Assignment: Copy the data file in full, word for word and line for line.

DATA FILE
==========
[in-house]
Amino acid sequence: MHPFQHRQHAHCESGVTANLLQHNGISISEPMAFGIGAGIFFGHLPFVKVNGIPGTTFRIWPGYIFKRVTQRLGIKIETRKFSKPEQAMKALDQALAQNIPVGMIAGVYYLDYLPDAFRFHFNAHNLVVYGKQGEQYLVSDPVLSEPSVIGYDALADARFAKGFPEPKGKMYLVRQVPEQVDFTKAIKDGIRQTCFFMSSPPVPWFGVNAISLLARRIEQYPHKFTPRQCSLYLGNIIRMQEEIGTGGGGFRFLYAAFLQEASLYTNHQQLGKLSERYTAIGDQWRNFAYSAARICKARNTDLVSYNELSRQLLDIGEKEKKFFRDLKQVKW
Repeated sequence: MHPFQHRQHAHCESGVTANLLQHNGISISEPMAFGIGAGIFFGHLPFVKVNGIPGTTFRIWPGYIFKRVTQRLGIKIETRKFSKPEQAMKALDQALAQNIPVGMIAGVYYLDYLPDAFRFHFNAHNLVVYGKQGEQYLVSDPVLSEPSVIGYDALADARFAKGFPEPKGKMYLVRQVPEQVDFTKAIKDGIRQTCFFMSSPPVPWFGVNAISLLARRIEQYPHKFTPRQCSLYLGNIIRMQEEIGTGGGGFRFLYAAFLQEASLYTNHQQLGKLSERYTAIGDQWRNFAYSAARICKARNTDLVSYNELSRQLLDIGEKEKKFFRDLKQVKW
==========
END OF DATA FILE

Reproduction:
[in-house]
Amino acid sequence: MHPFQHRQHAHCESGVTANLLQHNGISISEPMAFGIGAGIFFGHLPFVKVNGIPGTTFRIWPGYIFKRVTQRLGIKIETRKFSKPEQAMKALDQALAQNIPVGMIAGVYYLDYLPDAFRFHFNAHNLVVYGKQGEQYLVSDPVLSEPSVIGYDALADARFAKGFPEPKGKMYLVRQVPEQVDFTKAIKDGIRQTCFFMSSPPVPWFGVNAISLLARRIEQYPHKFTPRQCSLYLGNIIRMQEEIGTGGGGFRFLYAAFLQEASLYTNHQQLGKLSERYTAIGDQWRNFAYSAARICKARNTDLVSYNELSRQLLDIGEKEKKFFRDLKQVKW
Repeated sequence: MHPFQHRQHAHCESGVTANLLQHNGISISEPMAFGIGAGIFFGHLPFVKVNGIPGTTFRIWPGYIFKRVTQRLGIKIETRKFSKPEQAMKALDQALAQNIPVGMIAGVYYLDYLPDAFRFHFNAHNLVVYGKQGEQYLVSDPVLSEPSVIGYDALADARFAKGFPEPKGKMYLVRQVPEQVDFTKAIKDGIRQTCFFMSSPPVPWFGVNAISLLARRIEQYPHKFTPRQCSLYLGNIIRMQEEIGTGGGGFRFLYAAFLQEASLYTNHQQLGKLSERYTAIGDQWRNFAYSAARICKARNTDLVSYNELSRQLLDIGEKEKKFFRDLKQVKW